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WILLIAM WESTWATER INTERVIEW

What is your involvement in the development of "Civilization: Call To Power"?
I am the Lead Designer of Civilization: Call to Power. It is my job to work with the Director to develop the creative vision of the game, and ensure that programmers and artists have a clear understanding of how to implement the design. The Lead Designer is also responsible for leading a team of designers, who are responsible for balancing the game.

What is your personal history with Civilization?
I am a huge fan of Civilization games. I remember getting Civ II and playing it for the first time. Two weeks later, I stripped it from my computer and erased all traces of it. Then I got up, showered, and started trying to figure out where my life had gone. That's how compelling I found the game.

On what other games have you worked on in the past?
My start was in QA, where I tested Mech2, and was the Lead Tester and a designer on Zork Nemesis. I also did design work for Dark Reign and an RTS called Xtinction, before setting my eyes on Civilization : Call to Power.

How do you feel improving a game which has become legendary in the gaming industry?
Let's see, I think that would be a daunting task. Seriously, I feel humbled by the chance and excited at the same time. It's hard enough to make a great game, let alone an addition to the greatest strategy gaming franchise of all time.

What do you think where the main problems of "Sid Meier's: Civilization II" and what have you done to correct them in "C:CTP"?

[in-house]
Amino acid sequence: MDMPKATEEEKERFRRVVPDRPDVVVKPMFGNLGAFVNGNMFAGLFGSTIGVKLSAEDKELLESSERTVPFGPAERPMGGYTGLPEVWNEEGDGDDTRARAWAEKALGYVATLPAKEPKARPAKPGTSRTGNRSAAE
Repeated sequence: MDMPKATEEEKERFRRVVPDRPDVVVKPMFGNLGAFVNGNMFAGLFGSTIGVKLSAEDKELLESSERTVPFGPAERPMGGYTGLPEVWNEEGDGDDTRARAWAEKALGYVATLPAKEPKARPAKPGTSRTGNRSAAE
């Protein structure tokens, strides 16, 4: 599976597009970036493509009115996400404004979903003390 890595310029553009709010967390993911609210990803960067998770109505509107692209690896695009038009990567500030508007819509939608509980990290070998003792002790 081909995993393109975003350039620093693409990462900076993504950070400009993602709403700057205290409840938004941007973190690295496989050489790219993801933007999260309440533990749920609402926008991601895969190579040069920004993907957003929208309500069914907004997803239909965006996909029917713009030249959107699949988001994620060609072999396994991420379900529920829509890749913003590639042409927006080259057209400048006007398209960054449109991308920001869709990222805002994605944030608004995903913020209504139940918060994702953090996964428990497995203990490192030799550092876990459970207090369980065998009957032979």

"Problems" is a word used too strongly when referring to such a great game as Sid's. However, I felt the game bogged down seriously in the middle and the end. Changing governments and getting fifty pop-ups for my rioting cities - argh! That experience was enough to pull my hair out.

Until now what was the hardest part in the creation of the game for you?
The hardest part is logistics, getting an entire team to work towards a common dream. When revisions start flying - and they always do - keeping twenty people informed of all of the changes is like trying to ride a run-away rhino.

Where there any features that you wanted to do on C:CTP and had to leave them out?
Absolutely, we cut many features that sounded great. We believe though that the best games are simple at the core, but thoroughly polished and honed. I think the saying is: easy to learn, hard to master.

How did you set the minimum requirements? Did you have to make any trade-offs to meet these requirements?
The game has to play on what we think of as slow machines today - P 90's - because our audience is very broad. Sure that means we're not hardware accelerated, but I don't think that's the buzz of Civilization. In Civ, you need the time to think out your decisions. After all, the fate of millions lies in your hands.

Something relative. We heard that it might be possible to have more than 7 civilizations. Will it happen?
Our engine certainly supports up to thirty-two Civs, and for anyone who wants to try it, we're leaving the backdoor open. However in common practice, the games get very long. We want a faster experience, so we're aiming at eight right now.

Some say that C:CTP is more targeted to war than Civ2. What is your response to them?
On the contrary, we are not more war oriented. Actually, we set out to expand the non-conventional forms of competition. We wanted economic, religious, and corporate warfare - competitions we see today - to become a part of the Civilization experience.

That was all ladies and gentlemen. That "32 civs engine" answer will definetely make me dream tonight :) Our next interview is with Mark Lamia, CTP's producer.

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